*also, side note- why is the UK version equipped with an infinitely better cover? this one looks disturbingly like kristen stewart. weak.* ( )
  lyssa73 | Aug 2, 2014 |
Showing 1-5 of 82 (next | show all)
The author of the Study (Poison Study; Magic Study; Fire Study) and Glass trilogies (Storm Glass; Sea Glass; Spy Glass) launches a new series, blending fantasy adventure, romance, and intrigue. Recommended for her many readers as well as fans of Ilona Andrews and Robin D. Owens.
added by Christa_Josh | editLibrary Journal, Jackie Cassada (Jan 1, 2012)
 
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Book description
Laying hands upon the injured and dying, Avry of Kazan assumes their wounds and diseases into herself. But rather than being honored for her skills, she is hunted. Healers like Avry are accused of spreading the plague that has decimated the Territories, leaving the survivors in a state of chaos.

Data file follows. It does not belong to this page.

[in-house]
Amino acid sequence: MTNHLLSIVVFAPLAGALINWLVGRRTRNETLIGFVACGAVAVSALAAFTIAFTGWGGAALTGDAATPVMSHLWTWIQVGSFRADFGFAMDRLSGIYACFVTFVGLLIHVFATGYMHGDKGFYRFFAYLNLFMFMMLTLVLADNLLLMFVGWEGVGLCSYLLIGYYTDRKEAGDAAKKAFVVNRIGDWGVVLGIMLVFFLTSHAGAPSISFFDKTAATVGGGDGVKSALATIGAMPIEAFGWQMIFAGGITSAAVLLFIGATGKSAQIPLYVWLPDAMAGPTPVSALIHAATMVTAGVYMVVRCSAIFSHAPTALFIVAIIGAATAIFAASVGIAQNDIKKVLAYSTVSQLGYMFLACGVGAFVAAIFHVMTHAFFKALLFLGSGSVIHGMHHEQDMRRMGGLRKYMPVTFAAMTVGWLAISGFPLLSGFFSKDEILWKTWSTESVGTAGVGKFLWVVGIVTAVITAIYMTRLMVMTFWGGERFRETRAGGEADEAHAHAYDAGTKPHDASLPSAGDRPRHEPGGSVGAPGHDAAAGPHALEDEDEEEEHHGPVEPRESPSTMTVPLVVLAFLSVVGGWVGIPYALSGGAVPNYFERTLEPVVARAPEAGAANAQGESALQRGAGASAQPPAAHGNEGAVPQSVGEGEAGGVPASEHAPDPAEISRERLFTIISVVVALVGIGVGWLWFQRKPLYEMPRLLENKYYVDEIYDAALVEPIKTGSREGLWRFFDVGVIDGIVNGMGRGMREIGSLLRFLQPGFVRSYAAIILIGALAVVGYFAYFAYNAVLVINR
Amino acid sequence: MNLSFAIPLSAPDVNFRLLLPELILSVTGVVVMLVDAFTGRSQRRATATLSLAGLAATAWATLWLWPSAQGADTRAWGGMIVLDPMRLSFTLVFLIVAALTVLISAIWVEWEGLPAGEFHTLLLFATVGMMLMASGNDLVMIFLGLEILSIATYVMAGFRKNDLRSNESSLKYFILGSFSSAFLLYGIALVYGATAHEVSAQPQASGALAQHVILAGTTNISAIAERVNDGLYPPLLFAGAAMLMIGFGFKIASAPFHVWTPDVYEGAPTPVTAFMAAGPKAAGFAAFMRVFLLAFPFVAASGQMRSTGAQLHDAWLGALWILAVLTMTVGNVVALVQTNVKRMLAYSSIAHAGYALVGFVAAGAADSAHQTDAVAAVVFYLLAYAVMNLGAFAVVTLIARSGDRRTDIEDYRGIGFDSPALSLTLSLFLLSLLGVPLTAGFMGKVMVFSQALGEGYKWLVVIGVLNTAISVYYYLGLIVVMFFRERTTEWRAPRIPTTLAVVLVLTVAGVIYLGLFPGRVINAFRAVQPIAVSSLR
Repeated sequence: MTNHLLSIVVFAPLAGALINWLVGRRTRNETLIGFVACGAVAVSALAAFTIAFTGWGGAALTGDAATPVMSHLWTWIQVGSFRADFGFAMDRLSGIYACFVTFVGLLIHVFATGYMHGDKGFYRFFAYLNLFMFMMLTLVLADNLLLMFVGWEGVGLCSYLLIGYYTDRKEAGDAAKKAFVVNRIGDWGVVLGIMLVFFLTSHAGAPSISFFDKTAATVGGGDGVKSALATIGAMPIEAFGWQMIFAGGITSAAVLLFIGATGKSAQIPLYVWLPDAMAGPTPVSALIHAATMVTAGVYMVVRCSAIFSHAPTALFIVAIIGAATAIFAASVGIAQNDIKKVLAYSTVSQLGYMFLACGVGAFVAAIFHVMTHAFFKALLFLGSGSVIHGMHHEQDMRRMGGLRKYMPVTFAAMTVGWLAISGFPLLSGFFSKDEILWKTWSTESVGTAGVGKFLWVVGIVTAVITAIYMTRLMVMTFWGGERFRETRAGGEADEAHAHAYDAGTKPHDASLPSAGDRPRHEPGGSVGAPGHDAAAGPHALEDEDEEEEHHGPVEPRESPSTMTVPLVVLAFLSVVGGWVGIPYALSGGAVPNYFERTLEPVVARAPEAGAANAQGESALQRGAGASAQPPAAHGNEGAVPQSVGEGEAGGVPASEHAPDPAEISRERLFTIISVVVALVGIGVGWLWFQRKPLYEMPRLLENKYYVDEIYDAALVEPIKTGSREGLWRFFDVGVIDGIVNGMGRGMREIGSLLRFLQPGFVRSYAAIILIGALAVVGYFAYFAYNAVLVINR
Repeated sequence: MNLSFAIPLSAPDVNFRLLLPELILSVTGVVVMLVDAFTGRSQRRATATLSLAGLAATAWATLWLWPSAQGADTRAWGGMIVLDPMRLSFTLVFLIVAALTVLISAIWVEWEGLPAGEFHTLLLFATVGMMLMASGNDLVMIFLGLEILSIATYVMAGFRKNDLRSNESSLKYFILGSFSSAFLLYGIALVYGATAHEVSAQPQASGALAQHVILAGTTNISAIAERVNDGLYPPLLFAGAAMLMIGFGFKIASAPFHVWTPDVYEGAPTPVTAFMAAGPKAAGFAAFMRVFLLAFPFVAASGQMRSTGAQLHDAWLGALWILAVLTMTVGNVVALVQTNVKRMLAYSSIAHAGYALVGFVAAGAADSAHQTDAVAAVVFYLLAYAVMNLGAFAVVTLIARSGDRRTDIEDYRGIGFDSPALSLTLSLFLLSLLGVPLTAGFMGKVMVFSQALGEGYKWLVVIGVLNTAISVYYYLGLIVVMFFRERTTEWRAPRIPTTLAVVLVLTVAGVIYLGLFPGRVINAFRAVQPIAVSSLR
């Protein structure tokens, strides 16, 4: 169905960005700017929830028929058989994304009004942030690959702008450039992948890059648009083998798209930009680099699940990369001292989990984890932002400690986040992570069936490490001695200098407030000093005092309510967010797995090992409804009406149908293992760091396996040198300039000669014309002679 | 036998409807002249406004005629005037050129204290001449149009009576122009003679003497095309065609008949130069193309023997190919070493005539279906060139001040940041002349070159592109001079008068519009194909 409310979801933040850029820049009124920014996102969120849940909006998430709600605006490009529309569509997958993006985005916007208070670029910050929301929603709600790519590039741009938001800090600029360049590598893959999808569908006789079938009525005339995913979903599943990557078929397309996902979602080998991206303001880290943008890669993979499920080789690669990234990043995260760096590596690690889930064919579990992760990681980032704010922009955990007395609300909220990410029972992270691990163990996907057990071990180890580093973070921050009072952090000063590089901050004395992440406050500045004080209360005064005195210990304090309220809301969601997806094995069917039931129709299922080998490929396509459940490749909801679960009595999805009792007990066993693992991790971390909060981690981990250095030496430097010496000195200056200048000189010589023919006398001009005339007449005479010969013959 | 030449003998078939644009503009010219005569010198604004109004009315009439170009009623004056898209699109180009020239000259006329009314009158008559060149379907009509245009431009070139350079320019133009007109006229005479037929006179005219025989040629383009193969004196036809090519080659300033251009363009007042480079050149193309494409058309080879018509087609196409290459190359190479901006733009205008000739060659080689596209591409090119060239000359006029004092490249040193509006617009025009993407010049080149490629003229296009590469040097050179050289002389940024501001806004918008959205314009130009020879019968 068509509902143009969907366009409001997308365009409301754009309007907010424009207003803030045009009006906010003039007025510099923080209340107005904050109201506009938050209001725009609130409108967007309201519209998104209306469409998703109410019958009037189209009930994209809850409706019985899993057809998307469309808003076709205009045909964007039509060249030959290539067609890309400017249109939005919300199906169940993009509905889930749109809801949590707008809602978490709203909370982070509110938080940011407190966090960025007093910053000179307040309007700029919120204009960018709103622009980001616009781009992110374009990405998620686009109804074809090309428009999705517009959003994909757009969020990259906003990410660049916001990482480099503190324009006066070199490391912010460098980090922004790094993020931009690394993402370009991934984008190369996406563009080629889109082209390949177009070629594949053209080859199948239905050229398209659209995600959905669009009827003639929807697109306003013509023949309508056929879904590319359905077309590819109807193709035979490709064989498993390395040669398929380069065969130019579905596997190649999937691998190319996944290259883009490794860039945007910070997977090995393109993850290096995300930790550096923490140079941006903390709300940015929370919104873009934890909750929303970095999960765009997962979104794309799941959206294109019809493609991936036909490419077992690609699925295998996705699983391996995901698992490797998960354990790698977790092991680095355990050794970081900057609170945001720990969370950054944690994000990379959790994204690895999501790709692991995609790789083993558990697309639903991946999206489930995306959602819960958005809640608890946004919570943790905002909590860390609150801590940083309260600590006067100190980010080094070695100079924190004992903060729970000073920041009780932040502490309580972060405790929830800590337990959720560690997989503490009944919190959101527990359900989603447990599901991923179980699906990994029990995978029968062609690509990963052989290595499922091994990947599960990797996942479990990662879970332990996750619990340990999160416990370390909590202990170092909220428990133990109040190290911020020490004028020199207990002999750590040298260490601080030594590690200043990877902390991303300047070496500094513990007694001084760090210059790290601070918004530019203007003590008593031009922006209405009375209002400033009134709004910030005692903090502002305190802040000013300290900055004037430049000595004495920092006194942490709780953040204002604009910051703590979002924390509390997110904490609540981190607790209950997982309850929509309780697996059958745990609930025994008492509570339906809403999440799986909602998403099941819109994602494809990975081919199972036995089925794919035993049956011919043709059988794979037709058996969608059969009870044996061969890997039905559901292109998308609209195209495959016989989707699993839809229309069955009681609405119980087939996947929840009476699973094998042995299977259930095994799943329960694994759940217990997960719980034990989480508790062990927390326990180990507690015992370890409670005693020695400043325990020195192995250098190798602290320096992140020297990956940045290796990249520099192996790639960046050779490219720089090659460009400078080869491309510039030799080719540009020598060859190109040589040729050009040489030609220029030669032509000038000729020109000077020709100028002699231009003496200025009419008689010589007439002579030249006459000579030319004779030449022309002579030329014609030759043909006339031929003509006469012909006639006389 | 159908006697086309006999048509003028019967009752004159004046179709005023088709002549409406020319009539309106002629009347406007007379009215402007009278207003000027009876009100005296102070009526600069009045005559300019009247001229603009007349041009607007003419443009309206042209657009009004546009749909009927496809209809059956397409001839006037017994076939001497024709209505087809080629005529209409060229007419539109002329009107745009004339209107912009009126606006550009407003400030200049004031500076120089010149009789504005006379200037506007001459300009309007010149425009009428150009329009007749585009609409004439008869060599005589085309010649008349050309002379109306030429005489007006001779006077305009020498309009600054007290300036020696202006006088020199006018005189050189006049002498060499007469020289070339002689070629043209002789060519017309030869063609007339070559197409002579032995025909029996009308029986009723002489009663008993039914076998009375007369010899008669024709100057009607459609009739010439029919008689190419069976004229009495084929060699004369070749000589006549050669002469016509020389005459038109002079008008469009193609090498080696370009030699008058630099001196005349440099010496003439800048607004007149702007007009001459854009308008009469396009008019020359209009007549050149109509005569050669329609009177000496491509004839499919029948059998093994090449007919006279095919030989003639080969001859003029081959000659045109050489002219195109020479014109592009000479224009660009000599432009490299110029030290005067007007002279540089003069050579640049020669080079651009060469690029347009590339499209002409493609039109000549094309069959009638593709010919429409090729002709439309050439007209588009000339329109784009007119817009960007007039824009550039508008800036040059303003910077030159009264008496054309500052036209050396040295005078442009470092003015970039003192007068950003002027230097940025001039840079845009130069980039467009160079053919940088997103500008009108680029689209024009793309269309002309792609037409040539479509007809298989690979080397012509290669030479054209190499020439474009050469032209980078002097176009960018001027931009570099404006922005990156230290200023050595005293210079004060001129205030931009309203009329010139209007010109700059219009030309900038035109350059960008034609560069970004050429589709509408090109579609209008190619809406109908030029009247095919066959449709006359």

Stressed and tired from hiding, Avry is abducted by a band of rogues who, shockingly, value her gift above the golden bounty offered for her capture. Their leader, an enigmatic captor-protector with powers of his own, is unequivocal in his demands: Avry must heal a plague-stricken prince—leader of a campaign against her people. As they traverse the daunting Nine Mountains, beset by mercenaries and magical dangers, Avry must decide who is worth healing and what is worth dying for. Because the price of peace may well be her life....

Taken from Maria V. Snyder's Blog
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Laying hands upon the injured and dying, Avry of Kazan assumes their wounds and diseases into herself. But rather than being honored for her skills, she is hunted. Abducted by a band of rogues whose leader values her gift, she must heal a plague-stricken prince--leader of a campaign against her people.… (more)